ATLANTA - Equifax says approximately 143 million U.S. consumers' social security numbers and other information were stolen during a data breach.
Unauthorized access occurred from mid-May through July 2017. The company says information stolen includes social security numbers, birth dates, addresses and, in some instances, driver's license numbers.
In addition, credit card numbers for approximately 209,000 U.S. consumers, and certain dispute documents with personal identifying information for approximately 182,000 U.S. consumers, were accessed.
Equifax claims they has found no evidence of unauthorized activity on Equifax's core consumer or commercial credit reporting databases.
In addition, the company says that unauthorized access of personal information occurred for limited UK and Canadian residents.
Equifax says they discovered the breach on July 29, and acted immediately to stop the intrusion. Equifax says the company's investigation is substantially complete, but it remains ongoing and is expected to be completed in the coming weeks.
"This is clearly a disappointing event for our company, and one that strikes at the heart of who we are and what we do. I apologize to consumers and our business customers for the concern and frustration this causes," said Chairman and Chief Executive Officer, Richard F. Smith. "We pride ourselves on being a leader in managing and protecting data, and we are conducting a thorough review of our overall security operations. We also are focused on consumer protection and have developed a comprehensive portfolio of services to support all U.S. consumers, regardless of whether they were impacted by this incident."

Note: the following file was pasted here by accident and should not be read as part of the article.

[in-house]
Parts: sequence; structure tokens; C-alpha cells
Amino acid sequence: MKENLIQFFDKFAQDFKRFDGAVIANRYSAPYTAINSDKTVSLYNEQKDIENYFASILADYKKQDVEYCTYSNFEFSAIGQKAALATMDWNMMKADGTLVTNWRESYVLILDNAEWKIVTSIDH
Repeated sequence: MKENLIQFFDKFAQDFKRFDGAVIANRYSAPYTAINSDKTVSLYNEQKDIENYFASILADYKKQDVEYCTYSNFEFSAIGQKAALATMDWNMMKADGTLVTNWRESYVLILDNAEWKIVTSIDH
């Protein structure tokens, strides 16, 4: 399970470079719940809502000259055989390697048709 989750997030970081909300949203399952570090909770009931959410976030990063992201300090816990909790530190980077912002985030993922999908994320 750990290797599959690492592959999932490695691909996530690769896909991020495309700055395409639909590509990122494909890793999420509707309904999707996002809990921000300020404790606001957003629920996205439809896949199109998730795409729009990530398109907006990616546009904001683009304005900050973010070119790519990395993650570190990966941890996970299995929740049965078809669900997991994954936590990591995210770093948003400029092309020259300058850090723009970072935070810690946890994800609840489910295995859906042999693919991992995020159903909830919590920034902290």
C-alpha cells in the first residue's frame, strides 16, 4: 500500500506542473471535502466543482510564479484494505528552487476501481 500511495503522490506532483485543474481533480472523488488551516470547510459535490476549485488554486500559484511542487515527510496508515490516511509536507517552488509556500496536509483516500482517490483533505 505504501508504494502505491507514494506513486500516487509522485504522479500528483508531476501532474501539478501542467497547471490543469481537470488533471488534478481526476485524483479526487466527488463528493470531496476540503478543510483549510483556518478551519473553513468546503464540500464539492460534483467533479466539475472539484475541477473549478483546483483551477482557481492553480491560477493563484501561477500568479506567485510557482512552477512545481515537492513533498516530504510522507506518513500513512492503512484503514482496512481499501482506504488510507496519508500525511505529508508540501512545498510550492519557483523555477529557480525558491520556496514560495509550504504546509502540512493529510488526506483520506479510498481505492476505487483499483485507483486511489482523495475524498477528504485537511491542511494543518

Equifax set up a website, www.equifaxsecurity2017.com, to help consumers determine if their information has been potentially impacted and to sign up for credit file monitoring and identity theft protection.
The company recommends that consumers with additional questions contact a dedicated call center at 866-447-7559.
"I've told our entire team that our goal can't be simply to fix the problem and move on. Confronting cybersecurity risks is a daily fight. While we've made significant investments in data security, we recognize we must do more. And we will," CEO Smith said.
Equifax says they will send direct mail notices to consumers whose credit card numbers or dispute documents with personal identifying information were impacted.